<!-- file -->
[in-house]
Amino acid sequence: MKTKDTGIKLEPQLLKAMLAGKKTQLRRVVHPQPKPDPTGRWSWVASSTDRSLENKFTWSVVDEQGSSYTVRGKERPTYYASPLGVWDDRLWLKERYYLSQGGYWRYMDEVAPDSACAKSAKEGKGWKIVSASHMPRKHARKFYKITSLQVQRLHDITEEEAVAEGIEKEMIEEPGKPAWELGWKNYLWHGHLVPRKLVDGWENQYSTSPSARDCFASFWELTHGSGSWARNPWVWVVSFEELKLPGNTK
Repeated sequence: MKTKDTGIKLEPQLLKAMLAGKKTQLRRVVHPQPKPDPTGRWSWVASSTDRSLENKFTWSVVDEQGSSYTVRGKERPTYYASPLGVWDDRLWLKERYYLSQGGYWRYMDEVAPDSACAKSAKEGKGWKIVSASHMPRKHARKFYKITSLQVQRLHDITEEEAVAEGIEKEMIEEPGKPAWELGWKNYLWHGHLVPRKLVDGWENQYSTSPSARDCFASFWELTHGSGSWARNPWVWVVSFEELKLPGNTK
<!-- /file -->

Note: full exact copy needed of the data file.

[in-house]
Amino acid sequence: MKTKDTGIKLEPQLLKAMLAGKKTQLRRVVHPQPKPDPTGRWSWVASSTDRSLENKFTWSVVDEQGSSYTVRGKERPTYYASPLGVWDDRLWLKERYYLSQGGYWRYMDEVAPDSACAKSAKEGKGWKIVSASHMPRKHARKFYKITSLQVQRLHDITEEEAVAEGIEKEMIEEPGKPAWELGWKNYLWHGHLVPRKLVDGWENQYSTSPSARDCFASFWELTHGSGSWARNPWVWVVSFEELKLPGNTK
Repeated sequence: MKTKDTGIKLEPQLLKAMLAGKKTQLRRVVHPQPKPDPTGRWSWVASSTDRSLENKFTWSVVDEQGSSYTVRGKERPTYYASPLGVWDDRLWLKERYYLSQGGYWRYMDEVAPDSACAKSAKEGKGWKIVSASHMPRKHARKFYKITSLQVQRLHDITEEEAVAEGIEKEMIEEPGKPAWELGWKNYLWHGHLVPRKLVDGWENQYSTSPSARDCFASFWELTHGSGSWARNPWVWVVSFEELKLPGNTK